Friday, 7 June 2013

Appendicitis


The most common operation I perform (by far) is an appendectomy.  I make a 1 cm (that's less than 1/2 inch - ok, that's the absolute last metric conversion I'm doing!) incision at the umbilicus (that's the belly button for the 99% of you illiterate in Latin), another tiny 1 cm incision on the left side of the abdomen, and a 0.5 cm incision on the lower abdomen.  A camera goes through the first incision, instruments go through the other two, and the appendix comes out in a nice clean plastic bag about 8-10 minutes later.  Most patients go straight home from the recovery room, and those that don't typically go home the next day.  It's a very satisfying little operation, mainly because patients feel so much better so quickly.   It's a beautiful operation, but one that I hate doing at 2 AM.

I think that most everyone has heard of this disease, since not a single patient of mine has asked me "What's appendicitis?" when I've told them they have it.  But I'm constantly amazed that more people don't ask what the appendix is for.  Come on, people!  I'm removing a piece of you!  Granted it's a little piece (about the size of your little finger), but aren't you the least bit curious to know what the thing does and what's going to happen to you when you don't have it anymore?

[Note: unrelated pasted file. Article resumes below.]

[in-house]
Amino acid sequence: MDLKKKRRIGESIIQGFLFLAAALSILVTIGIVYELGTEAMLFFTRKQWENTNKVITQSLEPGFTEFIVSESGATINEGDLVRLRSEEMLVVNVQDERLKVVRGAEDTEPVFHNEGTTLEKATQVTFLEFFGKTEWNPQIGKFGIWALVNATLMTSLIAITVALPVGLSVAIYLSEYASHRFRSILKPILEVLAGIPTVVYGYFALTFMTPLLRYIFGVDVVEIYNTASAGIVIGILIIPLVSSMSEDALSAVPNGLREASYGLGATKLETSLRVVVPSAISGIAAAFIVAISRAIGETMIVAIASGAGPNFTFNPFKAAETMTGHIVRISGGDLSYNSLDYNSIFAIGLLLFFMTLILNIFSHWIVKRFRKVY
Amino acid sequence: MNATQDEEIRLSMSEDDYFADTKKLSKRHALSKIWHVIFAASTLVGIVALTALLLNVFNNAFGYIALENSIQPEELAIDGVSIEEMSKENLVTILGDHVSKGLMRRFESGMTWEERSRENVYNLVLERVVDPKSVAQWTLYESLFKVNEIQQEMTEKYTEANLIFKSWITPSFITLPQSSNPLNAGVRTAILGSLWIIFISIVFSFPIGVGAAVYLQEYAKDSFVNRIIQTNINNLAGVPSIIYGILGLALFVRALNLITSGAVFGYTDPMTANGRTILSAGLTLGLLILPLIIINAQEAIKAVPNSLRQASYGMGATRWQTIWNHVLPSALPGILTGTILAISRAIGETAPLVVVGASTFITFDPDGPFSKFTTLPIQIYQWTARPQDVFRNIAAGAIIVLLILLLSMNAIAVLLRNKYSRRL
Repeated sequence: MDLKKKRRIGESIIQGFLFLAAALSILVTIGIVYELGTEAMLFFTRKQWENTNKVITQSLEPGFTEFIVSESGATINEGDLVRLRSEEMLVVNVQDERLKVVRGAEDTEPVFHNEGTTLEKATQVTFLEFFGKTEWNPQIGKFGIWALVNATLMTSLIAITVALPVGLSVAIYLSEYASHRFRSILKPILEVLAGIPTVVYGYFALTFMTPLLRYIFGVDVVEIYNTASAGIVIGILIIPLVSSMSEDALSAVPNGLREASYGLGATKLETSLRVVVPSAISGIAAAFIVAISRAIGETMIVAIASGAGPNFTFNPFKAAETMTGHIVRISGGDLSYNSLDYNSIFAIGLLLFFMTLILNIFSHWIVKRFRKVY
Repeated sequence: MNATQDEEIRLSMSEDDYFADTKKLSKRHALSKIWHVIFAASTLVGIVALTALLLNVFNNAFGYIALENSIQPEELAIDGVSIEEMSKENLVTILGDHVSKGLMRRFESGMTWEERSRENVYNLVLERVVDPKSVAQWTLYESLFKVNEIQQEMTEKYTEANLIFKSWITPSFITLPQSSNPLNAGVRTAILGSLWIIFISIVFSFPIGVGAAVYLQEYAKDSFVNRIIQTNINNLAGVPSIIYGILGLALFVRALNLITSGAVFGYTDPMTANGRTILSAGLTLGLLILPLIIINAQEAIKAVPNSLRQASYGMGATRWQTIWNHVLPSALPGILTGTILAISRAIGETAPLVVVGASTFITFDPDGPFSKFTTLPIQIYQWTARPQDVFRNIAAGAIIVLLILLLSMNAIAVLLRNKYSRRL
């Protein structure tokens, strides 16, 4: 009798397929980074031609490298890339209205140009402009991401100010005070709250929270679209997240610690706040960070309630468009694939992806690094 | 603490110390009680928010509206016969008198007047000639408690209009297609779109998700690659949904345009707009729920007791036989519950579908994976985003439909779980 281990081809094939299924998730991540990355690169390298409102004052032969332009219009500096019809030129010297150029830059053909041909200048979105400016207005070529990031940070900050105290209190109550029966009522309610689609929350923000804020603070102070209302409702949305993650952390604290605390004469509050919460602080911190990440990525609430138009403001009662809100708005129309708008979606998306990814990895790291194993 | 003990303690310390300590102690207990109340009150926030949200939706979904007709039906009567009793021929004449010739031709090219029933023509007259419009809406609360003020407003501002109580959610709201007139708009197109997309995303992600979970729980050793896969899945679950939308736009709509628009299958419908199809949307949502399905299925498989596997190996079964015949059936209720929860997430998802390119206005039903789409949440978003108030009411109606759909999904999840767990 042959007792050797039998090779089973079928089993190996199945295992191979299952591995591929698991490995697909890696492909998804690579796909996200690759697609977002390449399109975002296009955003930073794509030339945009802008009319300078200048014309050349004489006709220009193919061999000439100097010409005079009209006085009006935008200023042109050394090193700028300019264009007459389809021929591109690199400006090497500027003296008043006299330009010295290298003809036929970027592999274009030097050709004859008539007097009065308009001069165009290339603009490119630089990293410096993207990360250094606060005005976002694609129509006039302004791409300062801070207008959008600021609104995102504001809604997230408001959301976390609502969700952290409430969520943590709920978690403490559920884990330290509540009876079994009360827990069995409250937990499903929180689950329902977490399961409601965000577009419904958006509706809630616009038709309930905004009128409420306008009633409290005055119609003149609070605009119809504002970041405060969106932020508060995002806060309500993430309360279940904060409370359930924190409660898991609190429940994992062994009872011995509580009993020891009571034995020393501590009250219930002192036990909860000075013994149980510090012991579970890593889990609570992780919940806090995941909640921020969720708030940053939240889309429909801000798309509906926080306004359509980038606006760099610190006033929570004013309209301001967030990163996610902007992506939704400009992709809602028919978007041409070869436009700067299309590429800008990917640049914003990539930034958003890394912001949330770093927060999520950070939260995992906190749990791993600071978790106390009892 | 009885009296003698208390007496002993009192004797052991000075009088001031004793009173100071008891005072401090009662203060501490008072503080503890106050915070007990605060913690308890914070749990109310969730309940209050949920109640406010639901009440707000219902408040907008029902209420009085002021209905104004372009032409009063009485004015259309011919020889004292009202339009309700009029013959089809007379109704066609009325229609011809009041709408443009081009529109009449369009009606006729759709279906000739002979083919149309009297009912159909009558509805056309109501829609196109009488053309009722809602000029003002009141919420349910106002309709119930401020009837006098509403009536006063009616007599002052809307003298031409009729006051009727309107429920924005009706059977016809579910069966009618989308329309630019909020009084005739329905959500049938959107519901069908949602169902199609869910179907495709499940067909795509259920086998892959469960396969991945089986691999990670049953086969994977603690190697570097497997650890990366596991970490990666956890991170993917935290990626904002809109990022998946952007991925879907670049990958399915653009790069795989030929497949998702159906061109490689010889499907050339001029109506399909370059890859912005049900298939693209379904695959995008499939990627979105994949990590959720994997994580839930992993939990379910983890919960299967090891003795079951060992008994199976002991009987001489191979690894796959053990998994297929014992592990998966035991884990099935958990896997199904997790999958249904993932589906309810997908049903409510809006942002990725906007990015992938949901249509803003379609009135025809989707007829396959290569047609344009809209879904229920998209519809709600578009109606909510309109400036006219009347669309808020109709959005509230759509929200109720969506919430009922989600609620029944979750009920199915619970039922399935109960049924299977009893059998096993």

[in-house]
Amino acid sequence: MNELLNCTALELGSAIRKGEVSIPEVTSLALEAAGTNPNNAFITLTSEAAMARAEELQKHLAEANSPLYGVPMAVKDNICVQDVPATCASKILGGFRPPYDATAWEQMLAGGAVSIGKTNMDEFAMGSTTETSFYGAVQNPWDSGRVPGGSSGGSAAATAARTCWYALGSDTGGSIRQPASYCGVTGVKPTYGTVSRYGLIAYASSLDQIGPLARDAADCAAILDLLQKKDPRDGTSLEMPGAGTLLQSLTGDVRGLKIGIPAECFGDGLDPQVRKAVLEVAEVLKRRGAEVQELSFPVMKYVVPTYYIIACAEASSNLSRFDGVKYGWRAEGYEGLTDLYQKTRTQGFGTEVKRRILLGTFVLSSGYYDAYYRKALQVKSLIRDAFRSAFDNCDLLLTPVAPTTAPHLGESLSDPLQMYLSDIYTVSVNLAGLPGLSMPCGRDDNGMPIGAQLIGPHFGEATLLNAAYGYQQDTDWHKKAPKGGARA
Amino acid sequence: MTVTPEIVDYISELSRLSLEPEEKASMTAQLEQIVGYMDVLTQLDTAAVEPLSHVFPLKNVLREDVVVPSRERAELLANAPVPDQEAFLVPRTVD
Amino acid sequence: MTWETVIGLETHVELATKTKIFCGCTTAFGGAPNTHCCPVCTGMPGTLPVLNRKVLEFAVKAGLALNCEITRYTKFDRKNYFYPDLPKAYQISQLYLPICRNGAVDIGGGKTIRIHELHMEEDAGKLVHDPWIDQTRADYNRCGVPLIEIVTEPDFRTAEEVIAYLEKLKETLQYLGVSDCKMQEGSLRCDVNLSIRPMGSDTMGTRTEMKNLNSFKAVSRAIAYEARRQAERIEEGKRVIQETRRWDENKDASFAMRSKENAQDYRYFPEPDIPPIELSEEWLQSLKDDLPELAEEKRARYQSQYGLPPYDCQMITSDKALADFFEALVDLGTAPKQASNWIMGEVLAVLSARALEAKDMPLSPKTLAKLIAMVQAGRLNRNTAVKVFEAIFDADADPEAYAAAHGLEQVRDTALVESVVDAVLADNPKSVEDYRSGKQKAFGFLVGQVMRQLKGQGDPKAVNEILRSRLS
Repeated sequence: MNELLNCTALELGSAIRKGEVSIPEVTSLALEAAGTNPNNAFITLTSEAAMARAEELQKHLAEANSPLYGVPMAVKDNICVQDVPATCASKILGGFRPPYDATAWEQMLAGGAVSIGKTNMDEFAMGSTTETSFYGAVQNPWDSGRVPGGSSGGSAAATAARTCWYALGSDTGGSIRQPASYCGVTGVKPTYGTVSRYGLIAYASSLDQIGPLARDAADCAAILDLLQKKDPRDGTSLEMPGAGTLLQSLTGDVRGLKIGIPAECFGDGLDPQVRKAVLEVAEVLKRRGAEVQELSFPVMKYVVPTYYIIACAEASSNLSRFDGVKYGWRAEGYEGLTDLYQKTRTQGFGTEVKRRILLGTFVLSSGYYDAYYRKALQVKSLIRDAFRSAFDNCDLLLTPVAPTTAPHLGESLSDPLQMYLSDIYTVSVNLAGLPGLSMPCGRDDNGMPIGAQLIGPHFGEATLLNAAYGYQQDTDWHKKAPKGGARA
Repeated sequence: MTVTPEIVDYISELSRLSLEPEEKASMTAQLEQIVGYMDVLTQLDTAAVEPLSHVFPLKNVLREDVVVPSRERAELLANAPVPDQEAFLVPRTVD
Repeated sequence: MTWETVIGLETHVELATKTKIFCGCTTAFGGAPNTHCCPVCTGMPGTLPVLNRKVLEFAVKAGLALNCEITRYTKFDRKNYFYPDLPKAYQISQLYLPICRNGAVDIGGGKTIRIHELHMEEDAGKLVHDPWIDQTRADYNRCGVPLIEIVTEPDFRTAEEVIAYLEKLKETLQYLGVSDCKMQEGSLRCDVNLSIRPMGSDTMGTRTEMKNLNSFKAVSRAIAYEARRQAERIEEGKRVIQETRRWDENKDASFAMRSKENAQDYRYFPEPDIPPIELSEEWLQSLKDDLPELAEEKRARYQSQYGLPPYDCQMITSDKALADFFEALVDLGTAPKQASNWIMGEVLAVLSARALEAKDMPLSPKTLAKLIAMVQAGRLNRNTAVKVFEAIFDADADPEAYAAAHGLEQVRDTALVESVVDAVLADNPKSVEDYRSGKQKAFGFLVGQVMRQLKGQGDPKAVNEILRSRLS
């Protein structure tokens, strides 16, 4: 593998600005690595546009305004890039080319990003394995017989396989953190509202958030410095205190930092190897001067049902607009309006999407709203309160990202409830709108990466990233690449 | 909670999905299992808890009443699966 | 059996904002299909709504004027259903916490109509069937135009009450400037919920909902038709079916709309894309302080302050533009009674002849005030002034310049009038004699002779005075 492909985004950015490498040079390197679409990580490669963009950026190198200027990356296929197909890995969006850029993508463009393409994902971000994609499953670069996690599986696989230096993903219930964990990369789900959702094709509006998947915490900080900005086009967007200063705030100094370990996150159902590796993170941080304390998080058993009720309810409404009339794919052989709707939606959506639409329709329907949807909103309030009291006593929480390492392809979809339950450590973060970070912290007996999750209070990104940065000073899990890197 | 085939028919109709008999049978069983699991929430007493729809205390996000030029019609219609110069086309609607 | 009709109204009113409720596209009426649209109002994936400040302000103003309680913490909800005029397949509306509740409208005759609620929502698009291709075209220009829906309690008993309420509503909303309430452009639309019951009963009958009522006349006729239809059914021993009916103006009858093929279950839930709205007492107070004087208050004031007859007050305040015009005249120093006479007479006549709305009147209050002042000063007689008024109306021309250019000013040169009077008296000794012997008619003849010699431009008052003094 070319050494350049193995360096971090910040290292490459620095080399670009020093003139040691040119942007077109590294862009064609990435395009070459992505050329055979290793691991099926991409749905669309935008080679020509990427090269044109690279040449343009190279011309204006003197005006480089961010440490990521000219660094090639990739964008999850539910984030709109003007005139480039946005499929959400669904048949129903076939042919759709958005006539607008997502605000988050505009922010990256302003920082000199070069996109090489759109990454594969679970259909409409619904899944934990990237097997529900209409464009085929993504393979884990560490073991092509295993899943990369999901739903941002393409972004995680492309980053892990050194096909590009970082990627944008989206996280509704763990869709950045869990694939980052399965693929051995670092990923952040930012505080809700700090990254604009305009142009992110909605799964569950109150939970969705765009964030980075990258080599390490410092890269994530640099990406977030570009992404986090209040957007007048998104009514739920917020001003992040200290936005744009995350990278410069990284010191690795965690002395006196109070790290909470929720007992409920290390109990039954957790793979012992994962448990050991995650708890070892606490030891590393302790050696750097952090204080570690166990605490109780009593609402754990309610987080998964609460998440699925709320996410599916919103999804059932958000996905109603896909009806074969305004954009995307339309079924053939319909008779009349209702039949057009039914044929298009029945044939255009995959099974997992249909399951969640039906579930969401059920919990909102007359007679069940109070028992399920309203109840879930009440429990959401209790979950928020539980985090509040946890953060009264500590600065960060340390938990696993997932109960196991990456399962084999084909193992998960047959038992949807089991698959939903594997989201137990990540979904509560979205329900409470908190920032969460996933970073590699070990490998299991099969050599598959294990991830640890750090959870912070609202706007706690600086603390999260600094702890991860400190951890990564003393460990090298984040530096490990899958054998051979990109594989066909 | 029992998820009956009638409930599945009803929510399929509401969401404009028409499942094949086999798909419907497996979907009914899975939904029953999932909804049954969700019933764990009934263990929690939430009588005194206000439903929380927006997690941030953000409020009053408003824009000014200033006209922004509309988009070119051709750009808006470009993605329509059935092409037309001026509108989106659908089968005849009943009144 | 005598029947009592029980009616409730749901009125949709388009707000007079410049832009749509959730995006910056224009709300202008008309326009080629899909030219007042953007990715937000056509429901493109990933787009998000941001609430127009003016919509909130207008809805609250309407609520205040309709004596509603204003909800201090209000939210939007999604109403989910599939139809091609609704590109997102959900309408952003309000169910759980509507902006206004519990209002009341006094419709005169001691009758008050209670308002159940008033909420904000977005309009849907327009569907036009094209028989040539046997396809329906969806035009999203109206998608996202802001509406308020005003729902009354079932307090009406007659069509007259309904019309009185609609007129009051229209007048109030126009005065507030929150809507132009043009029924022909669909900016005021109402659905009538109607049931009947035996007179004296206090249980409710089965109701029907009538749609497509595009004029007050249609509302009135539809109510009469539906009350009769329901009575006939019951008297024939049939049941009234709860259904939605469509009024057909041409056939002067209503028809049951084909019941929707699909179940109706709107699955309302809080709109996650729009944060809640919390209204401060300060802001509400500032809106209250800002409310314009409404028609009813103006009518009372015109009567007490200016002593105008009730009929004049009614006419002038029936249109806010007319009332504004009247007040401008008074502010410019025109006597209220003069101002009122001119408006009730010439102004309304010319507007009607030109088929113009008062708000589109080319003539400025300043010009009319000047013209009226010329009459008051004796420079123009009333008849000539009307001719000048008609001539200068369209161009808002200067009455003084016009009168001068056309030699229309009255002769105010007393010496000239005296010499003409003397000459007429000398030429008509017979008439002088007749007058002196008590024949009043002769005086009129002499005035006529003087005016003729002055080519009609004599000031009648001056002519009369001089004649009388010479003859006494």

If you're really curious...well, tough.  The truth is that no one really knows.  There are several theories out there, and most of them sound like complete and utter rubbish.  Some researchers a few years ago announced that they believe the appendix acts like a "safe haven" for good bacteria which can then recolonise the colon after an infection, essentially "rebooting" the colon.  That sounds like a very nice theory, doesn't it?  That's wonderful!  The human colon has a reset button!  It's great, except for one problem - it doesn't.  The bacterial flora of the appendix is exactly the same as the rest of the colon.  This theory sounds like a bunch of shit to me.  Pun intended.